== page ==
Food Production: Managing Risks through Effective Allergen Testing

If you are involved in food production, consider the importance of allergen testing. In general, food allergens are proteins that trigger an immune response from the body. These food substances are usually harmless to most of the human population. However, if some individuals consume the offending proteins, the body produces antibodies to fight the invasion. An affected person might experience symptoms like hives, swelling of lips and digestive discomfort. In severe cases, a person will go into anaphylactic shock. Therefore, you must understand the allergens in your food production line to protect consumers and avoid legal problems. Here are some tips for managing risks associated with allergens.

Know the Requirements

The requirements for allergen testing will depend on the level of food production. Consider your business structure with care and assess the related laws and regulations. Moreover, discuss the implications of allergens with your partners to avoid oversights. For example, if your company produces, transports or stores raw materials, you might need to report the possible allergens to the processor or manufacturer. This consideration is crucial if you handle diverse goods because of the risk of cross-contamination. For example, a non-allergic material can become dangerous after being stored or transported on a surface that once had a food allergen. If your business processes, manufactures or packages food, you must address the contaminants that could arise from raw materials. In addition, consider the possibility of contamination from your production line, including the equipment, reagents and human factors. If there are possible allergens in your setup, check on the allergen labelling legal requirements to warn the consumers.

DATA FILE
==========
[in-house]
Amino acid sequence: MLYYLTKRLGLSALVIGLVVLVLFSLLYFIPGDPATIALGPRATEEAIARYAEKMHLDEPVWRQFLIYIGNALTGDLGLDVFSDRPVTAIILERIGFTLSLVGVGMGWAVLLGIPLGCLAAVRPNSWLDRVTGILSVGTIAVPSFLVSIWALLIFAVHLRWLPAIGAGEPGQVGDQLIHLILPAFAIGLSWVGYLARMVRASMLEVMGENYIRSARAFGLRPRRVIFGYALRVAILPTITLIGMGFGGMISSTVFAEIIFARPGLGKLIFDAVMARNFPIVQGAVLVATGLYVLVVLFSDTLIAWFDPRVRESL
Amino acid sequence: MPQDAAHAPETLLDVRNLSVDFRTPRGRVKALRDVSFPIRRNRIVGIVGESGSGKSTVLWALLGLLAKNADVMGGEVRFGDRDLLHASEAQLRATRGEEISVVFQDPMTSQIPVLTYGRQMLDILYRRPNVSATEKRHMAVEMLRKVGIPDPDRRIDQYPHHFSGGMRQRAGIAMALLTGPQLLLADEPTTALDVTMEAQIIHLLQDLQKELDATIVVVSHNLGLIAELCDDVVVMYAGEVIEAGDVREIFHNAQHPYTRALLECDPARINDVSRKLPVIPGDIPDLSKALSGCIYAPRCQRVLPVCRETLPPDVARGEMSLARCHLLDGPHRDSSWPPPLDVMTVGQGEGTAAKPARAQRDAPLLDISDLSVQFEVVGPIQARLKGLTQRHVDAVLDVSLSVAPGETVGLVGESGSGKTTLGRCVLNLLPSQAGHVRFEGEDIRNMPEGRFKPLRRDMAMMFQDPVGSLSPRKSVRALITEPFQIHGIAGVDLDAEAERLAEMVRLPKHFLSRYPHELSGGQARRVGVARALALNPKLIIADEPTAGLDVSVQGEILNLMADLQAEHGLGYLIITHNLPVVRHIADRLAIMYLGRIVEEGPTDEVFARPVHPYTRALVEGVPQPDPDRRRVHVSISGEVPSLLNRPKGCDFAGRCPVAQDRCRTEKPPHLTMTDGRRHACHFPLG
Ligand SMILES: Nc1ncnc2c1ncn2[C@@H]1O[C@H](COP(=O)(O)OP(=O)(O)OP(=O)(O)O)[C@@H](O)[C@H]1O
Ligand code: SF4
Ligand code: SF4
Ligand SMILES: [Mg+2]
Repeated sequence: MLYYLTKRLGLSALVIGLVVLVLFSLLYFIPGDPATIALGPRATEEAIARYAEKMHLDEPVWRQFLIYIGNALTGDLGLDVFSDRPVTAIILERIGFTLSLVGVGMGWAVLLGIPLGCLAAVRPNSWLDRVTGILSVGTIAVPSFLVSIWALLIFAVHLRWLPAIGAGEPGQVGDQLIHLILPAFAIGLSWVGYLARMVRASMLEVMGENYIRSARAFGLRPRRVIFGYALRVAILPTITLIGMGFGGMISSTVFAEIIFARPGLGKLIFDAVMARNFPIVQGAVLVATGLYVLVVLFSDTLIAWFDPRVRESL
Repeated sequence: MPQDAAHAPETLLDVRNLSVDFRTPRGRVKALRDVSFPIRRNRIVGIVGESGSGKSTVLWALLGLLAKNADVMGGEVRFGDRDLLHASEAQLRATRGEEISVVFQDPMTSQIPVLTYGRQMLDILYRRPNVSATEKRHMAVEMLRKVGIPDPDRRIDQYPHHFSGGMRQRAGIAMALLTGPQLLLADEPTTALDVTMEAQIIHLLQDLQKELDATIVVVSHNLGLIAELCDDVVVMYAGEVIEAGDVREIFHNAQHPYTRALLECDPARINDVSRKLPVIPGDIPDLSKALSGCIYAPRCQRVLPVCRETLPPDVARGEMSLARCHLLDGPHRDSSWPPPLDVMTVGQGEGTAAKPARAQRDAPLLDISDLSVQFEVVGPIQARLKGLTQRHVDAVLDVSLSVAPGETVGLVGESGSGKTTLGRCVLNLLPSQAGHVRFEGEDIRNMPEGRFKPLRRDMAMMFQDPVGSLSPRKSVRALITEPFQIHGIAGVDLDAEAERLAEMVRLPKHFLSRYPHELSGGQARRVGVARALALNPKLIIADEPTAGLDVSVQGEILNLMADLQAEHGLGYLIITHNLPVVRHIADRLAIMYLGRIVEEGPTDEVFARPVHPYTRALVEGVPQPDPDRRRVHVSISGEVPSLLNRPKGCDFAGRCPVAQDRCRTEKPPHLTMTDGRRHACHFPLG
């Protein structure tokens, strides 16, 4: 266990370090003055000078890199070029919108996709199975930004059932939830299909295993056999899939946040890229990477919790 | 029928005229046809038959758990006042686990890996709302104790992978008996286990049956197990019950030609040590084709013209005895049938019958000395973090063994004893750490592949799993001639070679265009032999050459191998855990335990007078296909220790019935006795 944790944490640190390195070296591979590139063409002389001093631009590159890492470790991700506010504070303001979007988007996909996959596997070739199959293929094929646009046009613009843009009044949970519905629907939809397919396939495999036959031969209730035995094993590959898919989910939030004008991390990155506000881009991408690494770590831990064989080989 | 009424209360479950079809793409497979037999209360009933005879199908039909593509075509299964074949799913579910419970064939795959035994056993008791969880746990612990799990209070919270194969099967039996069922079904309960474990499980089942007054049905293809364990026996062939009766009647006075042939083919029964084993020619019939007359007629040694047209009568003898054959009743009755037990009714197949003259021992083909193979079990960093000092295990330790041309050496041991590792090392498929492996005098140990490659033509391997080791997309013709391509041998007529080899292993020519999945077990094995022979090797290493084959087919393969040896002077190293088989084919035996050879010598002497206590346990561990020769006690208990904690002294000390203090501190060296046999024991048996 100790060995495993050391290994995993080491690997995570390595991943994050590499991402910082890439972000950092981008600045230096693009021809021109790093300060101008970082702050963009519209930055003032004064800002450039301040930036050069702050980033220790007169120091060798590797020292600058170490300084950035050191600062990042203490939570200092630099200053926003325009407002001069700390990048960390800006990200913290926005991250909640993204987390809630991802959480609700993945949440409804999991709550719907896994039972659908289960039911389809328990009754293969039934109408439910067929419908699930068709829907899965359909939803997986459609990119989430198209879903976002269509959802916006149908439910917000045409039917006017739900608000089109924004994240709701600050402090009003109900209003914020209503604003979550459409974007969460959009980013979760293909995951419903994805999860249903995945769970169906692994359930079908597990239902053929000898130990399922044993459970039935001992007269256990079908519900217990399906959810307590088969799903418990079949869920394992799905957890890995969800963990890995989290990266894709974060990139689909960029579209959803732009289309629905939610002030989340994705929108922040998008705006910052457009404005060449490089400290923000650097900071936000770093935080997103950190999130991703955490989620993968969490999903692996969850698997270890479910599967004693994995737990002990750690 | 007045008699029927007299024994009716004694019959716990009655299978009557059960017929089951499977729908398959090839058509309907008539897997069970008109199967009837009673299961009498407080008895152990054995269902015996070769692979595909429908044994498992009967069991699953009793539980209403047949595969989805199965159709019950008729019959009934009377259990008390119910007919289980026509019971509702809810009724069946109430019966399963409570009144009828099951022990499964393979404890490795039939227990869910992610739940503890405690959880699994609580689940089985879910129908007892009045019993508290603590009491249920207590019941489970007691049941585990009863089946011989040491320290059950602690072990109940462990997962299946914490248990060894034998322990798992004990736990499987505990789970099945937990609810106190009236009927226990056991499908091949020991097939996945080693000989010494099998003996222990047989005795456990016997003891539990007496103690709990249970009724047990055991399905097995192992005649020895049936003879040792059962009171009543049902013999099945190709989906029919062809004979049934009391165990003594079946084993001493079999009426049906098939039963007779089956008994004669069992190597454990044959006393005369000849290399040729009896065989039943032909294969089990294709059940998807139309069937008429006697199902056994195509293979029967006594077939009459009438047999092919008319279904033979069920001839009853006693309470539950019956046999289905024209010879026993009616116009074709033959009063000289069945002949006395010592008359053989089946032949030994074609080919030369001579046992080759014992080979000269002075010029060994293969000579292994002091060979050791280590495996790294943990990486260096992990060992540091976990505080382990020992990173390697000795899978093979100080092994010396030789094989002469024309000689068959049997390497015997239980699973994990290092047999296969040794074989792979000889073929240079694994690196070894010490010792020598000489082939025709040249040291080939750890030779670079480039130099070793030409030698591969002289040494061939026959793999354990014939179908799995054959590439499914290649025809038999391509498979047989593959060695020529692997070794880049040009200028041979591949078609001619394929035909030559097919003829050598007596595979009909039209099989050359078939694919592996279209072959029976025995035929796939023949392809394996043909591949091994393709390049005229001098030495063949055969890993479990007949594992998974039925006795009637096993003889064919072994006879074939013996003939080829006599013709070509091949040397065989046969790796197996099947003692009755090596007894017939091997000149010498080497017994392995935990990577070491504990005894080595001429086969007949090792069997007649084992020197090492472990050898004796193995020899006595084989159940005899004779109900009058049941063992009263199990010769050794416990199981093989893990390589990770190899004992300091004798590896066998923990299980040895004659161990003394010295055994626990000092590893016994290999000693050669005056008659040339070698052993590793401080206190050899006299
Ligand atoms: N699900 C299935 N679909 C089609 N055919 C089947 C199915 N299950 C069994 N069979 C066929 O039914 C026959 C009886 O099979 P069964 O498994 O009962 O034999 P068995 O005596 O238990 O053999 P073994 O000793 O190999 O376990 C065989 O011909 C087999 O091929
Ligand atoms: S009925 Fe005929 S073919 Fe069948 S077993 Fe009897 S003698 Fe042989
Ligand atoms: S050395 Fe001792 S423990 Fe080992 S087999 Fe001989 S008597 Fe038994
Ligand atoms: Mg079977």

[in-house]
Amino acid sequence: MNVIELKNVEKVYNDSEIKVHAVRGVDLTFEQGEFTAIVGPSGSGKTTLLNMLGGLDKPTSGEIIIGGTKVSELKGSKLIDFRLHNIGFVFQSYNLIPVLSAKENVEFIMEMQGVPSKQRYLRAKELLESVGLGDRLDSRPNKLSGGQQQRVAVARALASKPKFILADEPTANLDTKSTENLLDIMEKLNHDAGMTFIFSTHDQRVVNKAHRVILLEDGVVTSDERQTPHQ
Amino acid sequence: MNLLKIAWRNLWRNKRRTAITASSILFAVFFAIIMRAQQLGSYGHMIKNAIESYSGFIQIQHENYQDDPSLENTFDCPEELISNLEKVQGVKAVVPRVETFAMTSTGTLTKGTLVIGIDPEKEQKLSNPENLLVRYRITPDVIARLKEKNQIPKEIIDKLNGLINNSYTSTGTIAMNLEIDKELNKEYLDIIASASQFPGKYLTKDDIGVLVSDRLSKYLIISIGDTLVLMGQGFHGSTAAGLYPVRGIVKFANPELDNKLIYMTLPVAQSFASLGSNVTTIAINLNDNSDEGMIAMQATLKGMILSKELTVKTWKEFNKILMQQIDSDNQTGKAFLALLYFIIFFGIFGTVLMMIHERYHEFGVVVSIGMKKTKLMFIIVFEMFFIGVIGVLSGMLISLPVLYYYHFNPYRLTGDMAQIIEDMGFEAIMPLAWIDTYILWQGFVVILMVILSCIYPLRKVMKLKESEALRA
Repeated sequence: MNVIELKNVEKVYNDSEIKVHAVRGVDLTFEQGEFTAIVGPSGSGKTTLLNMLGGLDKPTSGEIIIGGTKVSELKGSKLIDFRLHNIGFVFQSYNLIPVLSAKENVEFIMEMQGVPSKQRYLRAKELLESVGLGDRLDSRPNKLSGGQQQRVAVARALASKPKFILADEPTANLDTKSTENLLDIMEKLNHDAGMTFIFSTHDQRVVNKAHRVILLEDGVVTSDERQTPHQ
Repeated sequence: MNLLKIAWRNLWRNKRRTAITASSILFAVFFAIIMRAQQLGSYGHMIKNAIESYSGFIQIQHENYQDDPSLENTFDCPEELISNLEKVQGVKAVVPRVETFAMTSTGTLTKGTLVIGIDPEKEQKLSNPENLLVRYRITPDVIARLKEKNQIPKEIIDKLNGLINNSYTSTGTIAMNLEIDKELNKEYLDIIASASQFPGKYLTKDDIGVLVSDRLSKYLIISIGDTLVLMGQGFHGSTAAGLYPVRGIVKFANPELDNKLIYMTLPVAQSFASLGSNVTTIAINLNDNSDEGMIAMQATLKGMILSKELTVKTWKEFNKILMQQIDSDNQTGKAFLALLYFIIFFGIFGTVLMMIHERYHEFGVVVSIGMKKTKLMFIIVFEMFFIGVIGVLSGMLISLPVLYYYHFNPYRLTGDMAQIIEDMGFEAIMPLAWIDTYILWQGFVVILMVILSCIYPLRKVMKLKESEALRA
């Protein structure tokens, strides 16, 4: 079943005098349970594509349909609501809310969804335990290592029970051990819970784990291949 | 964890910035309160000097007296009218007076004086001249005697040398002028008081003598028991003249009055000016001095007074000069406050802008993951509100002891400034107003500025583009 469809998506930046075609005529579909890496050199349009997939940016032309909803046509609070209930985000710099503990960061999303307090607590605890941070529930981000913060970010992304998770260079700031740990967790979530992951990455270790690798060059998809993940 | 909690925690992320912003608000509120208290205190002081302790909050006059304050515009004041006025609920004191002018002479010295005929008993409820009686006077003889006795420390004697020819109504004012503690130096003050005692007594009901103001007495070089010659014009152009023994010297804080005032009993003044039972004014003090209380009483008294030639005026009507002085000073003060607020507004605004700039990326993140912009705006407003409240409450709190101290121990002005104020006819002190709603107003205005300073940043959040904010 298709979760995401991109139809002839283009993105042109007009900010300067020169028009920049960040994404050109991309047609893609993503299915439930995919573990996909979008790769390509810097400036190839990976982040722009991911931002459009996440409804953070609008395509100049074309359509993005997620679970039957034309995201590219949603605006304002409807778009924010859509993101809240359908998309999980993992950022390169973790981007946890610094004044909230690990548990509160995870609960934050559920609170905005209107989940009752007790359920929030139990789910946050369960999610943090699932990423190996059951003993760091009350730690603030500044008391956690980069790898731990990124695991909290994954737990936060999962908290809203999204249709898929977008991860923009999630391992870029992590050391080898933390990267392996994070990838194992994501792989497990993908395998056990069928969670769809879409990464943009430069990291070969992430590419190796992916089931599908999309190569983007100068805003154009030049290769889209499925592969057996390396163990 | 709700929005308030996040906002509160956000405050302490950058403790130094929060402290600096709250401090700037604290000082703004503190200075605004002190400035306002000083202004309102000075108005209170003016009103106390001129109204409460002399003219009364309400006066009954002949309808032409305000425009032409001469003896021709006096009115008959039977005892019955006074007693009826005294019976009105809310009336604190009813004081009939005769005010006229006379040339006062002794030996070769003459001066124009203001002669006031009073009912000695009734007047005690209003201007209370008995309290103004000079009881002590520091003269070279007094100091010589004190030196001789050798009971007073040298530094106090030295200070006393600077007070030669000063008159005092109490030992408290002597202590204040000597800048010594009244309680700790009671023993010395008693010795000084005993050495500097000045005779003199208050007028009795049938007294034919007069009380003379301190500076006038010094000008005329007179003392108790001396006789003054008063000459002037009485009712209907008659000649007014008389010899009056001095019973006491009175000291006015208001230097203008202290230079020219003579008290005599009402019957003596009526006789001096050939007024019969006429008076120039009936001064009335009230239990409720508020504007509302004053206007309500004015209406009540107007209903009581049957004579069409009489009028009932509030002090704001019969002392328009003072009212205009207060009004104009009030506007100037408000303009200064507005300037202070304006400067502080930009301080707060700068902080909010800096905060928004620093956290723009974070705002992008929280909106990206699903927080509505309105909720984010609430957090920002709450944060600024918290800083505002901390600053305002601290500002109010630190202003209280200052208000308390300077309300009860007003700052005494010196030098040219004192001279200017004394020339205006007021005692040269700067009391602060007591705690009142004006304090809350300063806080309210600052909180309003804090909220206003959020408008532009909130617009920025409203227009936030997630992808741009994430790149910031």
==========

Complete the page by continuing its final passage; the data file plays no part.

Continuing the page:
Understand the Allergens

Almost all food proteins have the potential to trigger an allergic reaction in some individuals. However, some foods are available in large quantities on the market and are known to cause harm to a significant percentage of the human population. Under ideal circumstances, food production operations would test their products for all allergens. However, this approach is expensive and unrealistic. Therefore, you should know all the common food allergens and assess the risk of your raw materials or production line coming in contact. Then, conduct targeted tests for these allergens.

Consider Testing Methods

If there is a risk of contamination of your product by an allergen, testing is indispensable. The best testing approach will depend on multiple factors, including the specific protein, frequency of testing, management objectives and in-house laboratory personnel. Therefore, you should discuss the details of your production operation with a qualified analytical specialist for personalised guidance on food allergen testing.